Everyone wants to marry the love of their life. Seeking the approval of our family and friends, we all look ahead fondly at the idea of living a long and happy life with our soulmate. Unfortunately, in Shakespeare’s Romeo and Juliet this is not the way life played out.
Fate has always been of interest to society, and even today, people continue to question whether someone’s life is destined for a certain fate, or if it is shaped by their own free-will. Such thoughts come into play throughout various acts and scenes of Shakespeare 's Romeo and Juliet. Shakespeare’s play often strongly suggests that Romeo and Juliet’s relationship is built upon fate and free-will. There are many critics who argue fate is what makes up this play in its entirety due to the various fate related ideas evoked throughout it. Although fate does indeed play some roles in the shaping of Romeo and Juliet’s relationship, overall, it is free-will that plays a much greater role throughout their tragedy and is ultimately at work in this play.
Seal'd up the doors, and would not let us forth; So that my speed to Mantua there was stay'd.’What makes a story so compelling?(5.3.10-12) In Shakespeare's tragedy ‘Romeo and Juliet, the author makes fated occurrences to introduce the next event. In the story, many are fated occurrences that is not impacted by the decision of the characters but, happens naturally. Further, exploring these events will tells us how fate changes outcome.
A timeless topic--fate and free will--still captivates society today. Fortune cookies, physics, and horoscopes all contribute to the obsession people have with this controversial debate over who manipulates life; fate or free will. No one is sure who really pulls the strings, but everyone has an opinion on the matter. Many famous plays center on this topic, and one such play that features characters’ views on fate and free will is Romeo and Juliet. This legendary play, written by William Shakespeare, has been beloved by people for centuries, as they contemplate who is the guiding force in life? The play discusses just this, while depicting the lives of Romeo and Juliet: two desperate teenagers each trapped in their own worlds, seeking love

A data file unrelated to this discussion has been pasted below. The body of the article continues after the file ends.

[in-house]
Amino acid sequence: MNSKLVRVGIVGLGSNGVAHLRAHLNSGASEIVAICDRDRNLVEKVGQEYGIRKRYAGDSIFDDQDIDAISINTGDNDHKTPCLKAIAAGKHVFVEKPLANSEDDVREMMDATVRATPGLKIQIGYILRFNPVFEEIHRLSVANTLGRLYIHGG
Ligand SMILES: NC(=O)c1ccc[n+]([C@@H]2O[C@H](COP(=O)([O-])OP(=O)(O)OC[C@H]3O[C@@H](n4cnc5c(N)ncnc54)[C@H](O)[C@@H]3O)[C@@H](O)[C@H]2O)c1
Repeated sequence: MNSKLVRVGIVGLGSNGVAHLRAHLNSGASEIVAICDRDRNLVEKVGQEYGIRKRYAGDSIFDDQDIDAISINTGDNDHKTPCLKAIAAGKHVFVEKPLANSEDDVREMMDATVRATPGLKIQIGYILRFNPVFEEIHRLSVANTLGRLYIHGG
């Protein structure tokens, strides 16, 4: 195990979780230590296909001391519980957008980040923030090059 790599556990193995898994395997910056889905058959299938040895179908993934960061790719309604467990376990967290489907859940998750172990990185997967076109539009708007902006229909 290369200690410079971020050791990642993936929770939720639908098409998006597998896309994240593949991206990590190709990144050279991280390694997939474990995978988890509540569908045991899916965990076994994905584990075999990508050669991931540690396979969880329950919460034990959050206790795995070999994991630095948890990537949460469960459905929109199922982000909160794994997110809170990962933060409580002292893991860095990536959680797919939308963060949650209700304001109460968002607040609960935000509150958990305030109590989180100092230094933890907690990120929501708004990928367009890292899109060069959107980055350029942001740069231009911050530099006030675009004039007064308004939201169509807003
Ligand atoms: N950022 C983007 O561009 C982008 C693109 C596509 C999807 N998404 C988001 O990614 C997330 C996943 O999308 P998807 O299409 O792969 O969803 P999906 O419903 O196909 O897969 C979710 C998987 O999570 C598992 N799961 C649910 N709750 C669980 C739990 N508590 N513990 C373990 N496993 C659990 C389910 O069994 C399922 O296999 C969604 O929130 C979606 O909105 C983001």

Romeo and Juliet is a famous love tragedy written by William Shakespeare. It explores the concept of fate versus own choice. Fate is accountable for Romeo and Juliet to be born into two disputing families. But when considering what was responsible for the deaths of Romeo and Juliet, is it apparent that their own choice over fate was largely held accountable. A marriage in the Renaissance era was mostly forced or arranged, a love-match marriage like Romeo and Juliet’s didn’t belong in that period, and occasionally caused controversy. The love shared between Romeo and Juliet is the greatest and most important theme in Romeo and Juliet. It is obvious that the events that took place before the young lover’s deaths were mainly their own choice and
An individual's destiny is controlled by one thing and that thing is fate. During a lifetime fate plays a role that many people won't recognize. One's destiny is always controlled by fate like in the story of Romeo and Juliet, situations that we face everyday and the way that other cultures see fate. Fate is always playing along.
Fate, or sometimes called destiny, is the predetermined course of events controlled by a supernatural power. Fate makes events inevitable and unavoidable. Romeo and Juliet takes place in the Elizabethan era, a time when people believed that fate controlled people's lives and portrays a concept of astrological fate. This is represented by a wheel of fortune. Everybody was on the wheel, and their lives could be completely changed a simple rotation of the wheel.
In the play by William Shakespeare, there are countless factors that contributed to their death. One simple thing, fate, caused two star-crossed lovers to die a mournful, sorrowful, death. Fate played a colossal role in Romeo and Juliet’s ending, it led to numerous factors that hinted that their ending would not end well. In Romeo and Juliet, a tragedy that ended up resolving their feuding families, fate caused them to fall in love at first sight, it caused Friar Lawrence’s plan to go wrong, and lastly, it was fate that their two families were enemies. The first explicit case of fate is that Romeo and Juliet’s families were rivals.
Romeo and Juliet is a play, written by William Shakespeare, it is a romantic tragedy. It was written in the 1600s and is still a well known play to read. Many people say Romeo and Juliet are victims of their own decisions, but really they are victims of fate in which they have no control over their future as shown by Romeo, Friar Laurence, and Juliet.
In the Tragedy of Romeo and Juliet, when Romeo doesn’t consider the consequences of his actions dreadful things will happen, like when Romeo defends himself in the streets of Verona, decides to marry a girl in a enemy family after the first time they met, and Romeo’s impatience leads both of them to death. Shakespeare foreshadows many more examples across the book of what way their luck is going.